A more complete understanding of the present invention can be obtained by considering the following detailed description in conjunction. with the accompanying drawings, wherein like parts have the same index numerals.
FIG. 1 is a schematic isometric view of a wafer containing a plurality of small scanning array subunits of the present invention thereon. Individual subunits are produced by dicing.
FIG. 1A is an enlarged isometric view of two of the scanning array subunits of FIG. 1 obtained from the dicing operation, showing the pairs of thick film strips patterned thereon which function as keys to aid in precision end-to-end assembly.
FIG. 2 is a partially shown schematic isometric view of the aligning fixture having keyways patterned from a thick film layer with the scanning array subunits inverted for ready mating of their keys into the aligning fixture's keyways.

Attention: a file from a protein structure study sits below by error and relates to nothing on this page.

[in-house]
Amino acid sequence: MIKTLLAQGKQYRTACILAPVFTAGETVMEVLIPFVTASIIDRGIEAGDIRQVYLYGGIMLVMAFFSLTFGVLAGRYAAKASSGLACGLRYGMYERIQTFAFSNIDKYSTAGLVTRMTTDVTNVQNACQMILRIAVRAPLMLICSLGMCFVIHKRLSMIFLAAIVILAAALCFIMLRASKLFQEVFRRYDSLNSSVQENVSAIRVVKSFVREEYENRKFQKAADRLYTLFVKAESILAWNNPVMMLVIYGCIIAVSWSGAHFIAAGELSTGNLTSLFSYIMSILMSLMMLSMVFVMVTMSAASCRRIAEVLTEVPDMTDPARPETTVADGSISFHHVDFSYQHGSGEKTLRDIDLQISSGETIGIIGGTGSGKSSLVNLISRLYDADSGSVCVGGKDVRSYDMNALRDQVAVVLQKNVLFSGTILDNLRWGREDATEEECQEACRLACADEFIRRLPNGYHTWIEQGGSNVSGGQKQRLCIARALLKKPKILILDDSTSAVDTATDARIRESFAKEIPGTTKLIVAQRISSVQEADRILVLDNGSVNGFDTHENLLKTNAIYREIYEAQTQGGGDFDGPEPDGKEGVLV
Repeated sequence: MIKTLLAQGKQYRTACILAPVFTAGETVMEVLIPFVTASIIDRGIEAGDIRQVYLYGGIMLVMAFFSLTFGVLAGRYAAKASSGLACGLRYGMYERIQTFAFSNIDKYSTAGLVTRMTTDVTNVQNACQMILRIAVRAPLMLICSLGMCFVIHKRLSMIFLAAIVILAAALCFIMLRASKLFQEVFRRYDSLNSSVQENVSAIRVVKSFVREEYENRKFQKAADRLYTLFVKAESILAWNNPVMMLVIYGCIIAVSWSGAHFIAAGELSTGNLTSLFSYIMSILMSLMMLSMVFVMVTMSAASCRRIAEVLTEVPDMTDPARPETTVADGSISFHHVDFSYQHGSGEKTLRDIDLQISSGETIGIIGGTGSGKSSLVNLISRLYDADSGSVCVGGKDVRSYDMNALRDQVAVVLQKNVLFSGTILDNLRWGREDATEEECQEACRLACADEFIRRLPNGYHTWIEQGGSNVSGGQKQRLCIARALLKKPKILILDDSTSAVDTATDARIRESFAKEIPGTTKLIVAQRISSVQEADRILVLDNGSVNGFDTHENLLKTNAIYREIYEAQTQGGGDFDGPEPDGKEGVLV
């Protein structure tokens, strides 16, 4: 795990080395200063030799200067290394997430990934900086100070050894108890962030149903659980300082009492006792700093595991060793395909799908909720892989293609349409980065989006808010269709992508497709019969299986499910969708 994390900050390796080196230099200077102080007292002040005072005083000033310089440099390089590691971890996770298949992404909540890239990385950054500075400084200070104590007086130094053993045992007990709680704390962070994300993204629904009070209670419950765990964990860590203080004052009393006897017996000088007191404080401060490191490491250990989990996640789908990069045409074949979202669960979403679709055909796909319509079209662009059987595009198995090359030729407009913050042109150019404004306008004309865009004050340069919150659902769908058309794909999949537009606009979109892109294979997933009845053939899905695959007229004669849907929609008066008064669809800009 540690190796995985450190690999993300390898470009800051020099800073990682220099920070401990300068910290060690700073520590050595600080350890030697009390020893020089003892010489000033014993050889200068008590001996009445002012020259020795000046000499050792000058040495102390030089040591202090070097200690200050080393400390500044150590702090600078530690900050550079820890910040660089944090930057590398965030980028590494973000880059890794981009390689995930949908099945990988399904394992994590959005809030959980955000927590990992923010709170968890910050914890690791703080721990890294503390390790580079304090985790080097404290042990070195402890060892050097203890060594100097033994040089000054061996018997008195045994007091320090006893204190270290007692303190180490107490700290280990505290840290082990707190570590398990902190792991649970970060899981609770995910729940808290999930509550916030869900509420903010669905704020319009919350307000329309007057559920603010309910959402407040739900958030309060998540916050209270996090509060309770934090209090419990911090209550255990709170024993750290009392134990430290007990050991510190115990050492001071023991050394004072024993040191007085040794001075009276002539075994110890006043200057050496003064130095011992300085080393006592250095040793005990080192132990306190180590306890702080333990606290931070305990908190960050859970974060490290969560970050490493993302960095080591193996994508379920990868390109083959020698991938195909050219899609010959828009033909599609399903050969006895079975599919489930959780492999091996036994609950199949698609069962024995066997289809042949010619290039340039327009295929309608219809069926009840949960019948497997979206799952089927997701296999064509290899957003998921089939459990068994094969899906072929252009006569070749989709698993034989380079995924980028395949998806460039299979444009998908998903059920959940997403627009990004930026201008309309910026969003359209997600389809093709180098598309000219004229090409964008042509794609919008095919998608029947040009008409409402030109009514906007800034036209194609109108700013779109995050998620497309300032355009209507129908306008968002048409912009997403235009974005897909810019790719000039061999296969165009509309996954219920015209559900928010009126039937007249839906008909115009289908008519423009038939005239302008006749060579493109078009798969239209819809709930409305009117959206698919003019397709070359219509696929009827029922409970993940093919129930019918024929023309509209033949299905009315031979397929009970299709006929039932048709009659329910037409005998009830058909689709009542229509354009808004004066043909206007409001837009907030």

FIG. 2A is a partially shown schematic isometric view of the aligning fixture having keys and mating keyways with an alternate configuration.
FIG. 3 is a schematic front elevation view of the assembled scanning array subunits mounted on the aligning fixture with the mounting structural member bonded to the scanning array subunits with a conformal adhesive.
FIG. 4 is a schematic front elevation view of the assembled pagewidth scanning array after removal from the aligning fixture.